In Fig. 2, measurements of the punch stroke, load and torque are shown. The punch reached the bottom dead center at 0.4 s, and was released at 1 s. Therefore, evaluation of friction coefficients was carried out while the punch was at the bottom dead center (from 0.5 to 0.9 s). The velocity of the punch was at a constant value from its initial position until 4 mm above the bottom dead center. Therefore, average velocity of the punch was defined as the velocity until 5 mm above the bottom dead center. In Fig. 3, the effect of the viscosity of the mineral oils is shown. The friction coefficients increased over time in all three viscosities of the mineral oils. (Fig. 3(a)). In Fig. 3(b), the relationship between kinematic viscosity and the averaged friction coefficients are shown. Lower kinematic viscosity shows higher friction coefficients. Photographs of the punch after testing are shown in Fig. 3(c). Severe adhesion resulting in galling resulting was observed when using lower viscosity oils (VG22 and VG100). However, when using the higher viscosity oil (VG460), only light adhesion was observed. Based on these photographs, it was confirmed that the measured friction coefficients were well influenced by the magnitude of adhesion. In Fig. 4, the influence of the penetration depth on the friction coefficients is shown. The friction coefficients of the dry-in-place and bonderizing specimens decreased with increasing penetration depth. On the contrary, friction coefficients of cold forging oil specimens initially decreased, then drastically increased for penetration depth over 40 mm. Under these conditions, severe adhesion was observed at the punch land. In Fig. 5, the influence of the punch temperatures on the friction coefficients at 44 mm of penetration depth was shown. The friction coefficients of dry-in-place specimens were higher than that of bonderizing specimens at all temperatures. The friction coefficients with dry-in-place specimens decreased from room temperature to 473 K (200 ºC), then increased over 473 K (200 ºC). On the contrary, the friction coefficients with bonderizing specimens decreased gradually with increasing temperature. It is confirmed by these results that the developed equipment enables us to calculate friction coefficients with torque and load data gathered under severe friction conditions.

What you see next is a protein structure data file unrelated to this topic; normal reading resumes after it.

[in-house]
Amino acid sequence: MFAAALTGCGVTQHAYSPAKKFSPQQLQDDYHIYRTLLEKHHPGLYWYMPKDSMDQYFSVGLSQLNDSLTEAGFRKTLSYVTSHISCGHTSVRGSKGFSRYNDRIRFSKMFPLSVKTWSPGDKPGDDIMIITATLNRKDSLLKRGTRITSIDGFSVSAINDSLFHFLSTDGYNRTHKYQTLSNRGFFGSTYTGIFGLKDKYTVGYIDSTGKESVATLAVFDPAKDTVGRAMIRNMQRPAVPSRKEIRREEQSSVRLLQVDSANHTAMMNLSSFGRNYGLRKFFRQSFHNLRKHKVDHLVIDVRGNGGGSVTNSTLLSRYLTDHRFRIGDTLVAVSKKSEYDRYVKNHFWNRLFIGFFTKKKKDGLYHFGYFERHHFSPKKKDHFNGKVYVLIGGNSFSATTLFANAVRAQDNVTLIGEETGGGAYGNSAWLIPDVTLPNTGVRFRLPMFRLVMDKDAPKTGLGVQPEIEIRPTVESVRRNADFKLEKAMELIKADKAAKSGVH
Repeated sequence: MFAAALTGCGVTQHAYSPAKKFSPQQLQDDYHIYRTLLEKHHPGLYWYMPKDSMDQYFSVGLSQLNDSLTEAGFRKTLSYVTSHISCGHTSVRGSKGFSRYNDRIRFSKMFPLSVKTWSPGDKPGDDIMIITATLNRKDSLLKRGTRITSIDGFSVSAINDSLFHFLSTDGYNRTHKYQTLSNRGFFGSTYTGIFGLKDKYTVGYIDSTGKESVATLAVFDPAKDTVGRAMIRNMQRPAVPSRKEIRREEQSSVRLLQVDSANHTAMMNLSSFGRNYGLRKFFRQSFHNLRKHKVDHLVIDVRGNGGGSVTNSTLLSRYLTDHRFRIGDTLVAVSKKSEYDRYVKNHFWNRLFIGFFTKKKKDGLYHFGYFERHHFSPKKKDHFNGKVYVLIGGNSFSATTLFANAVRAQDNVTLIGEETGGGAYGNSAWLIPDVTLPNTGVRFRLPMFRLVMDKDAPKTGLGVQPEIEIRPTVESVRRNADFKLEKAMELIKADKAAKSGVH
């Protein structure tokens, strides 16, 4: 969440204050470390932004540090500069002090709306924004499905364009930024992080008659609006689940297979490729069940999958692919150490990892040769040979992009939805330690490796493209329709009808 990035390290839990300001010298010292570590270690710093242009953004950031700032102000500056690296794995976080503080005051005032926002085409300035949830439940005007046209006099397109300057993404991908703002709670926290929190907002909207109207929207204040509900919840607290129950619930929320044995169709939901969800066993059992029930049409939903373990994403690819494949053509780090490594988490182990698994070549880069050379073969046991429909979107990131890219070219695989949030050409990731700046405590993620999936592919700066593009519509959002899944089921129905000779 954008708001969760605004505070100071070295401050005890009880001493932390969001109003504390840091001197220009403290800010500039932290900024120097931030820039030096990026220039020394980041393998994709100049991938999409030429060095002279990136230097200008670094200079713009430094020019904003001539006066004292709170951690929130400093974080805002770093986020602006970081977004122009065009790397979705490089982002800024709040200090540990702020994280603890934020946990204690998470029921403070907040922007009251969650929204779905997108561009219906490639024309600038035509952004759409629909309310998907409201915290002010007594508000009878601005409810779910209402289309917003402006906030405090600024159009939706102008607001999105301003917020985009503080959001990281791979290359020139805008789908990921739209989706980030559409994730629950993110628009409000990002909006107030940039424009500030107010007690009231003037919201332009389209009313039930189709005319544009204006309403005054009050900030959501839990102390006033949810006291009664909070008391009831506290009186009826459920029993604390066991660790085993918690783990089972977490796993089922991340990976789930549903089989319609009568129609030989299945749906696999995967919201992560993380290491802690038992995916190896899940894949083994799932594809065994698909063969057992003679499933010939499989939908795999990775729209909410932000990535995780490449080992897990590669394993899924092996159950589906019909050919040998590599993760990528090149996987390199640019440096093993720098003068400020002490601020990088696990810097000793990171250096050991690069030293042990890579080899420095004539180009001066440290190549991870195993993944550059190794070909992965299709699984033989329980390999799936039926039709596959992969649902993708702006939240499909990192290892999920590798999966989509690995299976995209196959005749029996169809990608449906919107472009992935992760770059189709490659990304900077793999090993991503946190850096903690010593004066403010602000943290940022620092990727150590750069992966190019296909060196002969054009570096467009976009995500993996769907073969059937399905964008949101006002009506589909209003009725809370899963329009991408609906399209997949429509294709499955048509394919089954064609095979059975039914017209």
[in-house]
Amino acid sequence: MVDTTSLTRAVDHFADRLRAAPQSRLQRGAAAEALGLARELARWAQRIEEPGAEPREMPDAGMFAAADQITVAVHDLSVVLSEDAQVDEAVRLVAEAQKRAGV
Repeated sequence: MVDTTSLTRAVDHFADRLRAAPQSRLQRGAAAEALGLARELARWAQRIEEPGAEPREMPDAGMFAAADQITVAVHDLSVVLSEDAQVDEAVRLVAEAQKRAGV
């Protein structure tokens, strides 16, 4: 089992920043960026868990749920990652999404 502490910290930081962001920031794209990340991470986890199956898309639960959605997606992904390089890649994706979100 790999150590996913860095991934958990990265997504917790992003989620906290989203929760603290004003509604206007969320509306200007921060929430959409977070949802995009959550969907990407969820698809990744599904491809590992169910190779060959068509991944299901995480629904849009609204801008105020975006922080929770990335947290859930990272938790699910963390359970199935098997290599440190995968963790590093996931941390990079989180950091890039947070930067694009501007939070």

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Masatoshi Sawamura et al. / Procedia Engineering 81 (2014) 1866 – 1871